1. The value of a good spoil
Jack Ziebell sparked North Melbourne after half-time with a brilliant spoil that forced tough Swans midfielder Dan Hannebery from the ground for treatment and ended in an inspirational goal from Shaun Higgins. The kick to Hannebery lingered in the air for a second longer than ideal and it was enough for Ziebell to pounce, punching the ball from his opponent's hands as his knee cannoned into Hannebery's back. The ball bounced towards North Melbourne's forward 50 and Higgins pounced to kick a team-lifting goal. Hannebery was tough enough to return and kick the first goal of the final quarter. A first-half spoil from Swans defender Nick Smith was not as spectacular but it led to a one-step goal from Franklin as he stood at the 50m arc.

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2. Not enough aerial pressure on the Swans' defenders
By half-time six Swans defenders had taken 23 marks between them. By the end of the game that same six had 53 between them. The amount of pressure the Kangaroos' forwards were exerting in the air was poor and their inability to cut off the switch kick disappointing. Dane Rampe led the charge for the Swans with 14 marks and had support from Ted Richards (nine marks) Jarrad McVeigh and Heath Grundy (eight each) and Jeremy Laidler and Nick Smith (seven marks). Despite having Drew Petrie, Ben Brown and Jarrad Waite in the forward 50, the Kangaroos had taken just four marks inside 50 by half-time and not even halved contests and ended with just nine marks inside 50 and one goal from that trio.

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3. North Melbourne doesn't lack leaders. It lacks followers.
Jack Ziebell tried to lift the team he will one day lead with a dynamic beginning to the third quarter. He received good support from Todd Goldstein, Ben Cunnington, Shaun Higgins and the ever-reliable veteran Brent Harvey. But that gang of four could not hope to overpower the ultra-professional Swans who know how to shut down a game when the opposition has momentum and how to punish a turnover. Ziebell leads using raw courage, running back into packs and hitting the opposition hard but there is an over-reliance on him. In the end poor conversion also hurt but a realistic assessment of the Kangaroos suggests they had too many passengers.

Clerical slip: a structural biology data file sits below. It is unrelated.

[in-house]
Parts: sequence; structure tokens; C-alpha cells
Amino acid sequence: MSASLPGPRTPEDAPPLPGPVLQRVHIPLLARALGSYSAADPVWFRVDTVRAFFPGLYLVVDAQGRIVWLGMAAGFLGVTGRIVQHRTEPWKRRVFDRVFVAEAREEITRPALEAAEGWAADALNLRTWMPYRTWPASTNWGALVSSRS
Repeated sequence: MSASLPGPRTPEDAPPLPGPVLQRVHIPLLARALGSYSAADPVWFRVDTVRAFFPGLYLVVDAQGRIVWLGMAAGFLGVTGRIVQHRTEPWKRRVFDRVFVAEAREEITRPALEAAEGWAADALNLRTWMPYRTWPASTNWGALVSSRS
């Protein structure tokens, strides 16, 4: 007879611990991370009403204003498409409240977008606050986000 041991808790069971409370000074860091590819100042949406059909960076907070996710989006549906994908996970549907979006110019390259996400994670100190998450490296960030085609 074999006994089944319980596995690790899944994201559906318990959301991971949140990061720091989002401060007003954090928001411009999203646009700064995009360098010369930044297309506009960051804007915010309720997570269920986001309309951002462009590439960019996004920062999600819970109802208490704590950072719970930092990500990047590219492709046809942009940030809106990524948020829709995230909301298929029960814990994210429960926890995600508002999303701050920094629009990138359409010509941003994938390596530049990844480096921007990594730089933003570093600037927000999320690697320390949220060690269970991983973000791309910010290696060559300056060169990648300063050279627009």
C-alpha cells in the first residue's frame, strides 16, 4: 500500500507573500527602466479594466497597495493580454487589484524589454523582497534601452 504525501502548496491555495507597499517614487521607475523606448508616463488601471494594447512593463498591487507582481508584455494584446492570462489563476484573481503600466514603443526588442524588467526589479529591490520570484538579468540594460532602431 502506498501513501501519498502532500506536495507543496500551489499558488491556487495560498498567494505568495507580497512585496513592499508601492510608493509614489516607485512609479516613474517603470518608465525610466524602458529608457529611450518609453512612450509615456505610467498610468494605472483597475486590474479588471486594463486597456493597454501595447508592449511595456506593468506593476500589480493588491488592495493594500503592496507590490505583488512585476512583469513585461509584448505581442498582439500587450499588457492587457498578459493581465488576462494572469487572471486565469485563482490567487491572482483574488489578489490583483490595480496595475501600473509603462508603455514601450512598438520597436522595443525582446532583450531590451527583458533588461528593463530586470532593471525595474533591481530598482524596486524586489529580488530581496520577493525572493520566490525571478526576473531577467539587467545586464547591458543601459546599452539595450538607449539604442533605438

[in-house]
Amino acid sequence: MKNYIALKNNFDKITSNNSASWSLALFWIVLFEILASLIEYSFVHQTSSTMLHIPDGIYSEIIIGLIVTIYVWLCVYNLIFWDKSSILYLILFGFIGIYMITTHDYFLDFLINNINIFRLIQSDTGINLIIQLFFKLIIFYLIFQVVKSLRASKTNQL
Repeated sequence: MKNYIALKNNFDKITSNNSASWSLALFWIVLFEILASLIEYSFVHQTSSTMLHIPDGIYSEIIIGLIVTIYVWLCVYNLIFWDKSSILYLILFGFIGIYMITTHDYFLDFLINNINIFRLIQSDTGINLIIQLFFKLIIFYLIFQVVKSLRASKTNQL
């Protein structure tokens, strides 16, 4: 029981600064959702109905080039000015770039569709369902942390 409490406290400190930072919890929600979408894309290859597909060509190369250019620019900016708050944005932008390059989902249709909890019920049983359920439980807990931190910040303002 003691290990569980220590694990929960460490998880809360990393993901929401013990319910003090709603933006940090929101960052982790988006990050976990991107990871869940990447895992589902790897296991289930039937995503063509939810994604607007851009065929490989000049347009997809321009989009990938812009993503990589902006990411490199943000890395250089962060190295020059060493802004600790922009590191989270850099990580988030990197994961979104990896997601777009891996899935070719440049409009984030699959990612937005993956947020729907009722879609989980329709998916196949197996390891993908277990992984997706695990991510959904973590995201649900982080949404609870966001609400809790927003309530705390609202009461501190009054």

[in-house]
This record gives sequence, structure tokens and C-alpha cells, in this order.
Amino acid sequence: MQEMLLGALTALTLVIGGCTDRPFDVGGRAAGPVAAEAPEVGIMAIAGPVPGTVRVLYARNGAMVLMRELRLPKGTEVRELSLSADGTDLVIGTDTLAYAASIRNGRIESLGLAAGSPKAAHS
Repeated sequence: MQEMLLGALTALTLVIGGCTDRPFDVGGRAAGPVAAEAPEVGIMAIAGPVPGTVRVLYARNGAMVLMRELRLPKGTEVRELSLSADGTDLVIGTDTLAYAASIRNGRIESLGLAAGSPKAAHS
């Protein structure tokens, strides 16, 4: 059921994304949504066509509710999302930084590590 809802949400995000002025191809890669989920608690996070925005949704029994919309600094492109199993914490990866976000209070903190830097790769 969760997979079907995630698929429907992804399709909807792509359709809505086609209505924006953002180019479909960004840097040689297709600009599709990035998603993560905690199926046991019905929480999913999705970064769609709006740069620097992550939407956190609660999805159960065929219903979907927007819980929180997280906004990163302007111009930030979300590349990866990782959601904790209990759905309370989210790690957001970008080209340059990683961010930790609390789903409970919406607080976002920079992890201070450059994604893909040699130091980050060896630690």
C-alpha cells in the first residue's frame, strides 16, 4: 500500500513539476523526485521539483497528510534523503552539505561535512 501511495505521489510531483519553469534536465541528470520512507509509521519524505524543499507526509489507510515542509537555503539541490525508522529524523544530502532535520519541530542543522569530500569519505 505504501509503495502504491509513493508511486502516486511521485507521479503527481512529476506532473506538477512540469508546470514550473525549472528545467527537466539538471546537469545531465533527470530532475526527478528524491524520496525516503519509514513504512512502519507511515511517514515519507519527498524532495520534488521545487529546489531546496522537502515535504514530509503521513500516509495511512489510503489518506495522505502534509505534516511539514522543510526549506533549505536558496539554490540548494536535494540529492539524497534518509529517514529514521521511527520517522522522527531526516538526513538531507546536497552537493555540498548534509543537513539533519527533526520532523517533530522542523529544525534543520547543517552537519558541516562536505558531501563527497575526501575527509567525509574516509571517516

4. Had Ted Richards played on?
After taking a strong mark at the top of the goalsquare, Sydney Swans defender Ted Richards moved to handball backwards to Lewis Jetta who was standing between him and the goals. Richards did not appear to have moved off his line before handballing so when his opponent Jarrad Waite leaned across him to tackle and knocked the ball out of his hands, a 50m penalty looked likely. However the umpire called play-on just as Kangaroos forward Lindsay Thomas soccered the ball off the ground through for a goal. He signalled all-clear much to Richards' surprise and disgust.

5. Cheers for Adam Goodes drown out boos
Any booing of Swans champion Adam Goodes was drowned out with cheers when he took a mark and lined up for goal at the 20-minute mark of the second quarter. The Swans cheer squad made a point of standing and applauding the dual Brownlow medallist as he took the shot for goal. He duly delivered. His second goal was a Goodes special, intercepting a kick from North Melbourne defender Sam Wright before playing on to open up the goal and snap truly. Swans supporters began a Goodes chant to indicate their support of the 35-year-old and repeated the dose when Goodes strolled in for his third late in the third quarter and took his career goals tally to 450.

North fans gave Adam Goodes grief and he returned it in spades. Picture: AFL Media